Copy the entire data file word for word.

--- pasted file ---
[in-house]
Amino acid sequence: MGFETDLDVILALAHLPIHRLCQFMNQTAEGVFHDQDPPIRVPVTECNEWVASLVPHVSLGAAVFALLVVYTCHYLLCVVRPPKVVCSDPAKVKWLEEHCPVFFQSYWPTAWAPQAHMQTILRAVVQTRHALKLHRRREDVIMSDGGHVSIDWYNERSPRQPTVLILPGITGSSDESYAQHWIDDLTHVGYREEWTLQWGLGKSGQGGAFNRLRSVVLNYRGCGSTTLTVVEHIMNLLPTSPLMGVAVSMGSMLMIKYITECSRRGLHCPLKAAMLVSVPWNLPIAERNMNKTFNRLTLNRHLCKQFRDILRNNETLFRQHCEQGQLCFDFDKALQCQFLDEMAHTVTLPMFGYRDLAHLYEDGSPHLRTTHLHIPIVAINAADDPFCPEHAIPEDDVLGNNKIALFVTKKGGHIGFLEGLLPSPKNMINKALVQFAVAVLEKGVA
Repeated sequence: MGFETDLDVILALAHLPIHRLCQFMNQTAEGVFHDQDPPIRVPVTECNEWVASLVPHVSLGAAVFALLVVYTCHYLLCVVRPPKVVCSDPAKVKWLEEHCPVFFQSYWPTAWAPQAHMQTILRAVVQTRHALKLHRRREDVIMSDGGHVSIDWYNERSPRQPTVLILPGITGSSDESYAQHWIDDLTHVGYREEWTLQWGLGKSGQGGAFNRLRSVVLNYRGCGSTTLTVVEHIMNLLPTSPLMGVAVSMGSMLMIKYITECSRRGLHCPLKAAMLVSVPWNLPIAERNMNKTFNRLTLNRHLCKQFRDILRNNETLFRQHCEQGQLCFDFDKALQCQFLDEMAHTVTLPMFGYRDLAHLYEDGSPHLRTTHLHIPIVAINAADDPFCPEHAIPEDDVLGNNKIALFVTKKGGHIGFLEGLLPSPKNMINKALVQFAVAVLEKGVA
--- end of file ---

[in-house]
Amino acid sequence: MGFETDLDVILALAHLPIHRLCQFMNQTAEGVFHDQDPPIRVPVTECNEWVASLVPHVSLGAAVFALLVVYTCHYLLCVVRPPKVVCSDPAKVKWLEEHCPVFFQSYWPTAWAPQAHMQTILRAVVQTRHALKLHRRREDVIMSDGGHVSIDWYNERSPRQPTVLILPGITGSSDESYAQHWIDDLTHVGYREEWTLQWGLGKSGQGGAFNRLRSVVLNYRGCGSTTLTVVEHIMNLLPTSPLMGVAVSMGSMLMIKYITECSRRGLHCPLKAAMLVSVPWNLPIAERNMNKTFNRLTLNRHLCKQFRDILRNNETLFRQHCEQGQLCFDFDKALQCQFLDEMAHTVTLPMFGYRDLAHLYEDGSPHLRTTHLHIPIVAINAADDPFCPEHAIPEDDVLGNNKIALFVTKKGGHIGFLEGLLPSPKNMINKALVQFAVAVLEKGVA
Repeated sequence: MGFETDLDVILALAHLPIHRLCQFMNQTAEGVFHDQDPPIRVPVTECNEWVASLVPHVSLGAAVFALLVVYTCHYLLCVVRPPKVVCSDPAKVKWLEEHCPVFFQSYWPTAWAPQAHMQTILRAVVQTRHALKLHRRREDVIMSDGGHVSIDWYNERSPRQPTVLILPGITGSSDESYAQHWIDDLTHVGYREEWTLQWGLGKSGQGGAFNRLRSVVLNYRGCGSTTLTVVEHIMNLLPTSPLMGVAVSMGSMLMIKYITECSRRGLHCPLKAAMLVSVPWNLPIAERNMNKTFNRLTLNRHLCKQFRDILRNNETLFRQHCEQGQLCFDFDKALQCQFLDEMAHTVTLPMFGYRDLAHLYEDGSPHLRTTHLHIPIVAINAADDPFCPEHAIPEDDVLGNNKIALFVTKKGGHIGFLEGLLPSPKNMINKALVQFAVAVLEKGVA